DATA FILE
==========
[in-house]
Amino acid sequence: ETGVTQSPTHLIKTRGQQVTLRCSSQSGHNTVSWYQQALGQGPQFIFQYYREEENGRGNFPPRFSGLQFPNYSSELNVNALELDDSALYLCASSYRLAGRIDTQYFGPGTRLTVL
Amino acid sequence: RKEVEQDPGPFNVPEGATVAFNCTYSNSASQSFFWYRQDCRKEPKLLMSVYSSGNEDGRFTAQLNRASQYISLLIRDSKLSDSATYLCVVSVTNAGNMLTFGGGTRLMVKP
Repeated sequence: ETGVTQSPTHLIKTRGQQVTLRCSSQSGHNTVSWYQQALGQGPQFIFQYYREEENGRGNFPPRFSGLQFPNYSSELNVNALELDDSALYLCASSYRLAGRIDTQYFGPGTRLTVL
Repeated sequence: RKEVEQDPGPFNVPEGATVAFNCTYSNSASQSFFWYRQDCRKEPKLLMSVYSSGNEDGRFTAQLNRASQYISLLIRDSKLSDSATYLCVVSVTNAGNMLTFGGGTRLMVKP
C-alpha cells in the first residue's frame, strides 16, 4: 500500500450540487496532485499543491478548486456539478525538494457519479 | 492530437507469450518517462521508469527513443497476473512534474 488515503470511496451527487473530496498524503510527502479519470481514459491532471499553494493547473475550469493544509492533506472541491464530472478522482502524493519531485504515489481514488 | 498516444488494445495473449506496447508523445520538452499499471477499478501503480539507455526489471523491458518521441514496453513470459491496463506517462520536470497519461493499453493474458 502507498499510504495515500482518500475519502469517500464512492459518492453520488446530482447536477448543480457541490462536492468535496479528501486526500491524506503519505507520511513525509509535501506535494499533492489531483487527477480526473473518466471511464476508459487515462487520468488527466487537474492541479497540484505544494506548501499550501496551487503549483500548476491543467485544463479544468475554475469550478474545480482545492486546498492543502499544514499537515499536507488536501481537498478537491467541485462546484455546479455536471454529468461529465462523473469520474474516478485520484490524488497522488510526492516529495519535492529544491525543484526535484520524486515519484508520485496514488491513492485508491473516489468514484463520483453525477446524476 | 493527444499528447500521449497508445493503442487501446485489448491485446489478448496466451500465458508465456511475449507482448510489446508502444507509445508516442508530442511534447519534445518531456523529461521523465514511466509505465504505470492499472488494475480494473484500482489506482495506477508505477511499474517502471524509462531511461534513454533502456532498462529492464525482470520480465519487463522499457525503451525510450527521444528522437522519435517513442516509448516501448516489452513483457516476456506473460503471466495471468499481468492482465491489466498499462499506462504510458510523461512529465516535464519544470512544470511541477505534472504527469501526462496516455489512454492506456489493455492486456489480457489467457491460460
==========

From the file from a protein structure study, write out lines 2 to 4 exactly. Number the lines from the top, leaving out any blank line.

Amino acid sequence: ETGVTQSPTHLIKTRGQQVTLRCSSQSGHNTVSWYQQALGQGPQFIFQYYREEENGRGNFPPRFSGLQFPNYSSELNVNALELDDSALYLCASSYRLAGRIDTQYFGPGTRLTVL
Amino acid sequence: RKEVEQDPGPFNVPEGATVAFNCTYSNSASQSFFWYRQDCRKEPKLLMSVYSSGNEDGRFTAQLNRASQYISLLIRDSKLSDSATYLCVVSVTNAGNMLTFGGGTRLMVKP
Repeated sequence: ETGVTQSPTHLIKTRGQQVTLRCSSQSGHNTVSWYQQALGQGPQFIFQYYREEENGRGNFPPRFSGLQFPNYSSELNVNALELDDSALYLCASSYRLAGRIDTQYFGPGTRLTVL